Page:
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Asparagus

Asparagus initially takes a bit of work and patience, but it's well worth it. One of nature's perfect foods, Asparagus could be the foodie icon of spring. Just wait until you've tasted your own freshly harvested spears: unadulterated Asparagus ambrosia, whether you prefer them thin and snapped, or thick and shaved with a vegetable peeler; and raw, steamed, sautéed, roasted or grilled. No other spear will ever come close: once cut, they start to lose their innate sweet succulence. Fresh Asparagus is a guilty pleasure plain, anointed with Hollandaise Sauce, topped with butter and chopped medium-boiled eggs, or incorporated into novel pasta dishes, stir-fries and soups. Fresh Asparagus deserves your finest table setting. It's a celebration of the garden's rebirth. Seed should be sown in a temporary nursery bed, then transplanted to a permanent patch after one season. Once in its permanent spot, it's easy to grow in horticultural zones 4 to 8. It can take up to 4 years to produce spears for harvest without damaging the rootstock for future crops, but you can sneak a few spears for special dinners after 3 years. How could you resist? Deer-resistant.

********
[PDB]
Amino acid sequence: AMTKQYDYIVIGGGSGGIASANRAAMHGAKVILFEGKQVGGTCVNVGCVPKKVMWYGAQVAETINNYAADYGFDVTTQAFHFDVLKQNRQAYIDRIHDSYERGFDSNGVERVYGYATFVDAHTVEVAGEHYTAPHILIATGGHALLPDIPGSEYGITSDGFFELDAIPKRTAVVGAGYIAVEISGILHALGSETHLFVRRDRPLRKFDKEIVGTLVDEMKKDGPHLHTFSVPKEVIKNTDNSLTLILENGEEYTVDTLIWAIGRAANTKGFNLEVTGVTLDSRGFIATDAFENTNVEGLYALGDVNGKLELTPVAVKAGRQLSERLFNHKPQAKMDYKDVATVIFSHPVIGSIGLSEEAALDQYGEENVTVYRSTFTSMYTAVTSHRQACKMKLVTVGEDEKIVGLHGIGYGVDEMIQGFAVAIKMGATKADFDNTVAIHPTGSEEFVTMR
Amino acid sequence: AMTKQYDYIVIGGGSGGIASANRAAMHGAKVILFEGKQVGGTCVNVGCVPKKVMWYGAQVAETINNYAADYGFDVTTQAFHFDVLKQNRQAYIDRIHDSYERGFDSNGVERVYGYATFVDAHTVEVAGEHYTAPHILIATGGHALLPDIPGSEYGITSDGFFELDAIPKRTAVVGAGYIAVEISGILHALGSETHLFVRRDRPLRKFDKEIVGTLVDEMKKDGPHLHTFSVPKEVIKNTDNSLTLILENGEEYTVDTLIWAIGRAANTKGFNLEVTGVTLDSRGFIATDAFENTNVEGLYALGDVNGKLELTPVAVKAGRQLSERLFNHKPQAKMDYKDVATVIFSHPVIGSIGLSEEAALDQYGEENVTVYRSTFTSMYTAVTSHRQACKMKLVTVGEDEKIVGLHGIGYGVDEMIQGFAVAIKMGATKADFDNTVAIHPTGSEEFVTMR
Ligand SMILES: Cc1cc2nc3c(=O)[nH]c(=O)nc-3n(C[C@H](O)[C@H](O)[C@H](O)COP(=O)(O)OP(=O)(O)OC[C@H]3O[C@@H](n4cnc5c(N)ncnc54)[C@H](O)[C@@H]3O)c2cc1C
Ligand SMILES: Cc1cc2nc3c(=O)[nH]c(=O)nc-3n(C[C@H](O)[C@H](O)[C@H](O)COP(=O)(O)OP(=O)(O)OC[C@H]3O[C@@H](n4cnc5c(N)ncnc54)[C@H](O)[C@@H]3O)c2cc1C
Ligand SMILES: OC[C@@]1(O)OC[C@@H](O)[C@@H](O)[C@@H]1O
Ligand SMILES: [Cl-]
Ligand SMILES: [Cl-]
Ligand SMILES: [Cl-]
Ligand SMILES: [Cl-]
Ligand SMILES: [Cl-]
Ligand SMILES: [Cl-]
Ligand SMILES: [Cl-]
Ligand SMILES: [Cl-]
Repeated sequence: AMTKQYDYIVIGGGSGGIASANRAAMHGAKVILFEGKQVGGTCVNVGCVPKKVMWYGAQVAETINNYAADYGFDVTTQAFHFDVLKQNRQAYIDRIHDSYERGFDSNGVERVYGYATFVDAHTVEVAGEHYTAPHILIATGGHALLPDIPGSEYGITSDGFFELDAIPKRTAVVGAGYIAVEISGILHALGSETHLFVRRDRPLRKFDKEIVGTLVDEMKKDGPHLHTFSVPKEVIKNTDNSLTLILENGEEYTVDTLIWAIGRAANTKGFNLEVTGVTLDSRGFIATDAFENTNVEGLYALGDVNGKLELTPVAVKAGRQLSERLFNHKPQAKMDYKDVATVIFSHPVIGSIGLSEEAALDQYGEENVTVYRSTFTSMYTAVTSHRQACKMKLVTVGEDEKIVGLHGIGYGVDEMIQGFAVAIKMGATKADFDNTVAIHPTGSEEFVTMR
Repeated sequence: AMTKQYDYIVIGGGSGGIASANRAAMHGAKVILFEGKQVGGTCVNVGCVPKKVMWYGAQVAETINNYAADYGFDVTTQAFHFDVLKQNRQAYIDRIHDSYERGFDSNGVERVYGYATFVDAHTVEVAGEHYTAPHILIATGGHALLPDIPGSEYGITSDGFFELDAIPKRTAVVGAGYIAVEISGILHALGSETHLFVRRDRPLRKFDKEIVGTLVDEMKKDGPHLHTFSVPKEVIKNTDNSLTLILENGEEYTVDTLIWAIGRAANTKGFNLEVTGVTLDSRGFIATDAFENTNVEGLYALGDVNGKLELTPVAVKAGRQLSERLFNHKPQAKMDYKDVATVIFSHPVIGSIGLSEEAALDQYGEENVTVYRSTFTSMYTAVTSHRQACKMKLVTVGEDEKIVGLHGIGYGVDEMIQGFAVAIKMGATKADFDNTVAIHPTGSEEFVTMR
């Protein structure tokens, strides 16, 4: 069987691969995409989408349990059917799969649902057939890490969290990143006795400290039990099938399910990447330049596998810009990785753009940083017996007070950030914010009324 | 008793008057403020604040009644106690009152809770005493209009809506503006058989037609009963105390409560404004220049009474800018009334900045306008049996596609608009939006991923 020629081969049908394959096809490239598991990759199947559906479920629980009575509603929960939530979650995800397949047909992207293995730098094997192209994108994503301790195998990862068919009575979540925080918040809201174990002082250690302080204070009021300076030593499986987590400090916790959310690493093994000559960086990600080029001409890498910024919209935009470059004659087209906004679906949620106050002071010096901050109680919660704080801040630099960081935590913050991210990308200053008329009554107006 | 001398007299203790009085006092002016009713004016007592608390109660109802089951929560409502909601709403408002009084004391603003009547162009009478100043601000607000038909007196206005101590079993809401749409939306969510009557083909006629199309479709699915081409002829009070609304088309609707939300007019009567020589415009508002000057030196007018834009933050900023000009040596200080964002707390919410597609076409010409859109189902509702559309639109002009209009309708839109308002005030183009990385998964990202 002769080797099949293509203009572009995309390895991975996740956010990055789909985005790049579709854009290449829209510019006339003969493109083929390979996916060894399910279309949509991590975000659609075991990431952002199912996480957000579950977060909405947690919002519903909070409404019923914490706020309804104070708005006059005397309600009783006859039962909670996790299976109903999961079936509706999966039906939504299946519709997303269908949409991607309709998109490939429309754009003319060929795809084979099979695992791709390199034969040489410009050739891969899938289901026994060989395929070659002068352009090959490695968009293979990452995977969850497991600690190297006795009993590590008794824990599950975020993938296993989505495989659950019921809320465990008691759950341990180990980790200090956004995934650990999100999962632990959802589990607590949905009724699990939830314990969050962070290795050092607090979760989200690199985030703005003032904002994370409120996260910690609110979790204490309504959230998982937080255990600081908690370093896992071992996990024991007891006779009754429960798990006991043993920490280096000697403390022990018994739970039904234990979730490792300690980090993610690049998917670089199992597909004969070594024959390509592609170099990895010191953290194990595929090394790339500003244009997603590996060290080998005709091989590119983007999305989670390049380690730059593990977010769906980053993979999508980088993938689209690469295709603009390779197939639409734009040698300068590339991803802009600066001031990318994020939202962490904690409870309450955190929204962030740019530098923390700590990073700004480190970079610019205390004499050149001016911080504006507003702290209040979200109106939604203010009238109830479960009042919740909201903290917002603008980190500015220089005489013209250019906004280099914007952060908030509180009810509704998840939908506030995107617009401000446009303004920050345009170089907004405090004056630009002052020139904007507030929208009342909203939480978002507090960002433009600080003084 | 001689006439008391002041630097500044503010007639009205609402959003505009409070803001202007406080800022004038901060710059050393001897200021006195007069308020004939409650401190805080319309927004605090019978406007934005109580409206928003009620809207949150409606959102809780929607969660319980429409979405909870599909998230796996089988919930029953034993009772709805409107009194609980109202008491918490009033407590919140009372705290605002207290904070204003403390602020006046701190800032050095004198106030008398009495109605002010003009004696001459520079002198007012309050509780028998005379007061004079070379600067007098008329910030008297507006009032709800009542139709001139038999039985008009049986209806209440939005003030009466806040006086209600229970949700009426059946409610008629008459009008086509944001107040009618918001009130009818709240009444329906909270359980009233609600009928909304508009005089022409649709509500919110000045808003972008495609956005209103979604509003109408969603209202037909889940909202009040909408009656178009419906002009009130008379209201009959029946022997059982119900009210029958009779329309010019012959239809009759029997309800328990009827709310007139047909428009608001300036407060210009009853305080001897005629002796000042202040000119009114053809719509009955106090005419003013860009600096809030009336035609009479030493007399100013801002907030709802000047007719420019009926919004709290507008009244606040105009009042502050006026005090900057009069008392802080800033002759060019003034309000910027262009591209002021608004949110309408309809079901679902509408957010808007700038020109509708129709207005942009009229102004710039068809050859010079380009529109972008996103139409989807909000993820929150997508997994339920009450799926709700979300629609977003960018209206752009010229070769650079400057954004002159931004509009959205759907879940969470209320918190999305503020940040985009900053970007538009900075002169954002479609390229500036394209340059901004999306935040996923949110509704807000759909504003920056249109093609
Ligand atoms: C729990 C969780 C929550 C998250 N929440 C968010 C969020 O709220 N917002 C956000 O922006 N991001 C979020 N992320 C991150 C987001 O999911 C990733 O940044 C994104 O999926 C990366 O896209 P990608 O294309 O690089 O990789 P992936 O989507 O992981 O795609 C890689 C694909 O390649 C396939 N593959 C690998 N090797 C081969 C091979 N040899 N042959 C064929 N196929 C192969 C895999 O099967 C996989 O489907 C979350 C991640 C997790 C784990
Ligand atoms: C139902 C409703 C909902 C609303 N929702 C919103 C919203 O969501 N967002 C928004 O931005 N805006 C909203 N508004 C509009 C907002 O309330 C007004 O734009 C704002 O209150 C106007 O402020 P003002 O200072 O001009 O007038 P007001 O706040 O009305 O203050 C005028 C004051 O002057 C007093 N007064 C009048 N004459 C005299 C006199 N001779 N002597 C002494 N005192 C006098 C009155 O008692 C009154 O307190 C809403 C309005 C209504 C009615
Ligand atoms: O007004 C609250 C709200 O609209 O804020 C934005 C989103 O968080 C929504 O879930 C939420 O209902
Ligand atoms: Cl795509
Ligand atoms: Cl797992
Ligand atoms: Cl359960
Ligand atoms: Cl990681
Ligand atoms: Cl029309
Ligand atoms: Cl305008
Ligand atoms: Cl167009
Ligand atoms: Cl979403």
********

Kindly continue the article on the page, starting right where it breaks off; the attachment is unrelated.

Average seed life: 3 years.

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Gardening Tips

Asparagus Forever
In spring, Asparagus is the star of the show, its spears popping up like daffodils. But after the spectacular feast, it’s easy to forget that the plants are still growing, with needs just as pressing as those of annual crops. The care you give Asparagus after it bears will insure a good harvest next year.

Removing weeds is paramount, especially rhizomatous grasses that can become entwined with the roots. A thick mulch of spoiled hay will inhibit most weeds, and also help keep the soil moist between waterings. Irrigate the bed in dry weather, and nutrients from the hay will trickle down into the soil and add fertility as well.